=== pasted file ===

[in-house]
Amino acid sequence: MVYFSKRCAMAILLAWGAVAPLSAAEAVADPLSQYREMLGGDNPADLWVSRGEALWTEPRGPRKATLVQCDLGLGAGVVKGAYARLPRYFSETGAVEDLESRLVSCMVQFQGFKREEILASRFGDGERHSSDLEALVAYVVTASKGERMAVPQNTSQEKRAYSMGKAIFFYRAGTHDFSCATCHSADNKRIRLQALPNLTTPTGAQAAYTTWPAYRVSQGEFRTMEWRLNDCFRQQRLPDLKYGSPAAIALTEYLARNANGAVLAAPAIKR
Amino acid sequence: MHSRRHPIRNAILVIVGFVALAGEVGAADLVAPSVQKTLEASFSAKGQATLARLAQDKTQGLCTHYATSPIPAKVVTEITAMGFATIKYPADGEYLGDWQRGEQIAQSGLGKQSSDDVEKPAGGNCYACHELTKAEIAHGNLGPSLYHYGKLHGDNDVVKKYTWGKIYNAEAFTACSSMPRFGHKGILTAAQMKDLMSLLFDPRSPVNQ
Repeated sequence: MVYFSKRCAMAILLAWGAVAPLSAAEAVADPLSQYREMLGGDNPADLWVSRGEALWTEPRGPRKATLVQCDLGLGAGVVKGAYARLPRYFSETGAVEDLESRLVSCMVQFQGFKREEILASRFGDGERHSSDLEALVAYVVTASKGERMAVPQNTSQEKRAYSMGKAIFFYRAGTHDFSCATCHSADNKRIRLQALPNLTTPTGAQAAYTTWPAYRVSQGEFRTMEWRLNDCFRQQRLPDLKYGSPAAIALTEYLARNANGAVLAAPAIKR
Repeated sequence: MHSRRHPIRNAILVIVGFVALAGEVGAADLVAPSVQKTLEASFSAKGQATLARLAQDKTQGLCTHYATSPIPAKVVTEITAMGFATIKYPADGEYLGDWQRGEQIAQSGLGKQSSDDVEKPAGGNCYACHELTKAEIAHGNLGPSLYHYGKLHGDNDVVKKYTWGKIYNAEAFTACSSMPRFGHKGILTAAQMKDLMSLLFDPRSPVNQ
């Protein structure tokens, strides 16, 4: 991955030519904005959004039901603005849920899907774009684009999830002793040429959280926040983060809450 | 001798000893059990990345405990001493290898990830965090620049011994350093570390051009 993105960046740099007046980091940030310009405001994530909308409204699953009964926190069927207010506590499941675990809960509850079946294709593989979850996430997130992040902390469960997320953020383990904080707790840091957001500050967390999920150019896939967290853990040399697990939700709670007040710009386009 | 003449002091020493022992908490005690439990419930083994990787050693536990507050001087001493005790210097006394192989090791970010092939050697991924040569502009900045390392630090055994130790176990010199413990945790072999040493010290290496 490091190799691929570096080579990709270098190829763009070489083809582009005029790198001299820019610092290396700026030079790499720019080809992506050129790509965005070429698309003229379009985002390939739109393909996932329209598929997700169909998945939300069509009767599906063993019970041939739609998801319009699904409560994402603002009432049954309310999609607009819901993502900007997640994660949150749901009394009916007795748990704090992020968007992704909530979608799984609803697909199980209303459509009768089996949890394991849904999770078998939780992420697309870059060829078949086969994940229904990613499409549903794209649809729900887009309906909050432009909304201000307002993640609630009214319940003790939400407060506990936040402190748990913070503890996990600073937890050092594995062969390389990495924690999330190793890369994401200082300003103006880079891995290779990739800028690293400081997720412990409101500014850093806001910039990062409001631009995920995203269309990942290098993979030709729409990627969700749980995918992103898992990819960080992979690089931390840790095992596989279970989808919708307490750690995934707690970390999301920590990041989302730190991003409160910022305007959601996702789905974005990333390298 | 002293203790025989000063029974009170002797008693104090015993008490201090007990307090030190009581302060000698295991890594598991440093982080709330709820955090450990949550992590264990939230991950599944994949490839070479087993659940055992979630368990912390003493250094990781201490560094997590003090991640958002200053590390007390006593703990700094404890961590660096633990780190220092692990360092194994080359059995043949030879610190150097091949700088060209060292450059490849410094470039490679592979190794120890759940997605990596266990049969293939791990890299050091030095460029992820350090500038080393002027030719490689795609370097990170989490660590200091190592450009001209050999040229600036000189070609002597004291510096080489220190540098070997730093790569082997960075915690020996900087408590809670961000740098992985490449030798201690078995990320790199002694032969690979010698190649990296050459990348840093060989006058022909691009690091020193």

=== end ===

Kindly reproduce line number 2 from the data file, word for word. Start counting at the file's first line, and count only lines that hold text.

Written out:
Amino acid sequence: MVYFSKRCAMAILLAWGAVAPLSAAEAVADPLSQYREMLGGDNPADLWVSRGEALWTEPRGPRKATLVQCDLGLGAGVVKGAYARLPRYFSETGAVEDLESRLVSCMVQFQGFKREEILASRFGDGERHSSDLEALVAYVVTASKGERMAVPQNTSQEKRAYSMGKAIFFYRAGTHDFSCATCHSADNKRIRLQALPNLTTPTGAQAAYTTWPAYRVSQGEFRTMEWRLNDCFRQQRLPDLKYGSPAAIALTEYLARNANGAVLAAPAIKR